A day after the military joint chiefs presented united opposition to sweeping changes in how the military prosecutes sexual crimes, members of Congress, including Dayton’s representative, reiterated their support for legislation that would enact such changes.
The joint chiefs and Secretary of Defense Lloyd Austin III are at loggerheads over reforms that would remove from the chain of command the decision to prosecute uniformed members of the military for sexual crimes.
Current legislation in this arena has the support of two-thirds of all senators, a filibuster-proof majority.
Supporters, such as U.S. Rep. Mike Turner, R-Dayton, the ranking member of the House Armed Services Strategic Forces Subcommittee, say the change would combat the problem of sexual assault and harassment in the military.
Turner is leading the push for this in the House. His bill, the Vanessa Guillén Military Justice Improvement and Increasing Prevention Act, mirrors the Senate bill, shifting the decision to prosecute serious felony crimes from the chain of command and placing that call in the hands of trained, independent military prosecutors.
“We will pass this bill this year,” said U.S. Rep Jackie Speier, D-California, chair of the House Armed Services Military Personnel Subcommittee.
Turner noted that members of both parties on both chambers of Congress support the proposal.
“When we have a system that has failed victims, everyone is failed, because everyone is a potential victim,” Turner said at a news conference at the Capitol on Wednesday.
Turner cited the 2007 rape and murder case of Marine Lance Corporal Maria Lauterbach, 20, whose family lived in Vandalia.
In May 2007, Lauterbach accused a fellow Marine corporal, Cesar Laurean, of sexually assaulting her at Camp Lejeune, North Carolina. Commanders denied her request for a transfer, and in December that year, Lauterbach was killed and buried in a shallow grave in the backyard of Laurean’s home.
In August 2010, a North Carolina jury found Laurean guilty of murdering Lauterbach, who was eight months pregnant at the time of her death.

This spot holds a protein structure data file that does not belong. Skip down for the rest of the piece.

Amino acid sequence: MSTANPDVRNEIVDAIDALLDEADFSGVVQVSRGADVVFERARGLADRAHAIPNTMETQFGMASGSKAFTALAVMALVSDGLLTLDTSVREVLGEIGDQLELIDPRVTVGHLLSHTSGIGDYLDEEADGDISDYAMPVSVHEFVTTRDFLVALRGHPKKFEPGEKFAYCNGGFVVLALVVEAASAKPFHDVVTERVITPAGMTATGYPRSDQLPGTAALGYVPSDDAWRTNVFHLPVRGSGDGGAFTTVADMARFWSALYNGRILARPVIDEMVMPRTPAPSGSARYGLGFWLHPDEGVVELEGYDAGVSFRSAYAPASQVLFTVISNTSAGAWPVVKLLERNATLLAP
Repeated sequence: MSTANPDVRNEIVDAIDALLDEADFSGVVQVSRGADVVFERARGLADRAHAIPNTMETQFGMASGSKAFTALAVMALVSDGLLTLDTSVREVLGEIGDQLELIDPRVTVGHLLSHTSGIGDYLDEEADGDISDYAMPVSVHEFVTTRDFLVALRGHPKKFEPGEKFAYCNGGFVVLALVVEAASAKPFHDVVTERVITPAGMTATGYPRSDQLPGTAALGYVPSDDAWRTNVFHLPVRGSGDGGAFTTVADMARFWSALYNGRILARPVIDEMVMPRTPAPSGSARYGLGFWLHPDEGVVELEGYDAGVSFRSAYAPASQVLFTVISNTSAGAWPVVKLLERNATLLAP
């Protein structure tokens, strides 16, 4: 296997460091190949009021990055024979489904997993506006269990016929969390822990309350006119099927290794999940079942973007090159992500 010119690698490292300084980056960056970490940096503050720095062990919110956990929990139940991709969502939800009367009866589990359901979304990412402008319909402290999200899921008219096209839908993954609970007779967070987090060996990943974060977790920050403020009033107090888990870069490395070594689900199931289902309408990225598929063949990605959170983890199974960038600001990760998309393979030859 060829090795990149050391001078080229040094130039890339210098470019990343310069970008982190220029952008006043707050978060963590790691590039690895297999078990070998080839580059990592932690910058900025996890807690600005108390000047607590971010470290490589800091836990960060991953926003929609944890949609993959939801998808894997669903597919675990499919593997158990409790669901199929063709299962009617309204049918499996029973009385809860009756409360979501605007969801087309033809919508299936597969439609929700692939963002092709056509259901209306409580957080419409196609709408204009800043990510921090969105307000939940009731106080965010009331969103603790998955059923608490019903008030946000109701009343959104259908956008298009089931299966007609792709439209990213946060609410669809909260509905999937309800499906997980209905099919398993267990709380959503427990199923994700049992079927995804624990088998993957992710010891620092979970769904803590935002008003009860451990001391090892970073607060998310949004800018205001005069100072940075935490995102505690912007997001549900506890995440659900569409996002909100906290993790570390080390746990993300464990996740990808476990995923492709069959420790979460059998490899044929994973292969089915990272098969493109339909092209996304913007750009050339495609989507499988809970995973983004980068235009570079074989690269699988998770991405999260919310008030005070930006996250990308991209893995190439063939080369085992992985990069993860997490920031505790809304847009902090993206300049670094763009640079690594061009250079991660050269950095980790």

His voice thick with emotion, Turner said Wednesday: “Today I dedicate my amendment to this bill to Maria Lauterbach.”
In April, a sexual assault charge was referred to general court-martial in the case of Air Force Maj. Gen. William Cooley, former commander of the Air Force Research Laboratory, which is headquartered at Wright-Patterson Air Force Base.
Air Force Materiel Command Commander Gen. Arnold Bunch Jr. referred against Cooley one charge under the Uniformed Code of Military Justice, including three specifications of sexual assault under Article 120 against Cooley. Article 120 concerns sexual assault.
AFMC has not announced a time and place for the court-martial.
Turner’s bill concerns all serious, high-level felonies, not confining itself to sexual crimes. The congressman is co-chair of Congress’s Sexual Assault Prevention and Response caucus.
“Under current law, commanders who do not have legal training make the decision on whether to prosecute a servicemember for major crimes, such as murder and rape, under the military justice system,” a joint news release from House supporters of the legislation says.
In raising opposition this week, Army Gen. Mark Milley, chairman of the Joint Chiefs of Staff, expressed concern about that aspect of the bill, writing that removing commanders from the prosecution decision process “may have an adverse effect on readiness, mission accomplishment, good order and discipline, justice, unit cohesion, trust and loyalty between commanders and those they lead.”
However, he also wrote that when it came to sexual crimes, he is open to ideas, writing, “in the specific and limited circumstance of sexual assault, I remain open-minded to all solutions.”
Despite concerns expressed by the joint chiefs, Austin late Tuesday said the Pentagon will work with Congress to amend the Uniform Code of Military Justice.
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